Gordon Jones

By Gordon Jones Sensei,
6th Dan so Hombu, UKA Shidoin and Principal

Published in UKA Newsletter,
Nov/Dec 2000 Issue

There has already been much discussion about ukemi, particularly Cath Davis' excellent article. I would now like to present my own thoughts. Ukemi should be a dynamic process, not a static one, because if the ukemi is static, by definition the technique is also static. If uke does not allow for the extension of tori's body movement within the technique, there are two possible outcomes; either there will be confrontation and perhaps injury, or tori's technique becomes stunted.

The term 'ukemi' does not mean simply 'fly away breakfalling'. It means to 'stick with' and move wherever the technique goes, remaining responsive until the very last moment in the process. The potential risk from dynamic ukemi is far less than from static ukemi; when one allows the body to harmonise with the whole movement, the ability to respond is many times greater than trying simply to react from a 'standing start'.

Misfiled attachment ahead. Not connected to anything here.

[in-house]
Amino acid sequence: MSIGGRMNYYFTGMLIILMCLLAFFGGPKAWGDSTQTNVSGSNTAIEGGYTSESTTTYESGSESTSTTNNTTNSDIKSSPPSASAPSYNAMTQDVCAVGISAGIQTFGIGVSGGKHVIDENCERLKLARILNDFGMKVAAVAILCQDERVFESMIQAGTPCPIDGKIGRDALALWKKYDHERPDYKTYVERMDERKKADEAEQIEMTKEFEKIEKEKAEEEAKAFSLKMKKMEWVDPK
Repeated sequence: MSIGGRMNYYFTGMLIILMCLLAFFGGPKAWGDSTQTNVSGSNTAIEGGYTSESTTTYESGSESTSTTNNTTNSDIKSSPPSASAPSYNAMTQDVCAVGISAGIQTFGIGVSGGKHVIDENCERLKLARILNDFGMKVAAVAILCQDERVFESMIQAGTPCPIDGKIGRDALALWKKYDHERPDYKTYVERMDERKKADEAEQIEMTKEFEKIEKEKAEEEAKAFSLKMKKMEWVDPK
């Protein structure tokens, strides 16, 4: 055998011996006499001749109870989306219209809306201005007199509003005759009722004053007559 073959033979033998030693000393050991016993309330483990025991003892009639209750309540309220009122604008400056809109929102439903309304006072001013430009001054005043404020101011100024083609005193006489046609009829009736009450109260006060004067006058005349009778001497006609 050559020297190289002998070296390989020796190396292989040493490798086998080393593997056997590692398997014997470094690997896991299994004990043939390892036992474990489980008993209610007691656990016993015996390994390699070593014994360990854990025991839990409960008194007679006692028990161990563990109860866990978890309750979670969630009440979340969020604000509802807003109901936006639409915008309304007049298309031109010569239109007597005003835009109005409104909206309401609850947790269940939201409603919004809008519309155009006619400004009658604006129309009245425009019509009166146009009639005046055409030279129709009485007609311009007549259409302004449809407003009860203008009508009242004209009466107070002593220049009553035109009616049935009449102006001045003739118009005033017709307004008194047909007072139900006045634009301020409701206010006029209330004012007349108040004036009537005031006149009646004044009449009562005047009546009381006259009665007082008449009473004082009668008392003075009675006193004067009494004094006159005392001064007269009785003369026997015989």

One of the arguments against this concept has been that it is not practical. This I disagree with. The ‘practical success' of a technique is dependent on the ability of the uke (attacker) to absorb the energy generated by the movement ('to ride the blow'). The greater uke's ability to absorb and stay responsive, the more tori's body movement must develop to compensate. This generates an upward spiral of improvement, Finally, a flowing body movement does not lend itself to stiff shoulders and a centre located somewhere near the larynx!

So my personal concept is of a complete, dynamic ukemi which develops expanded body movement and discourages stiffness. Simple!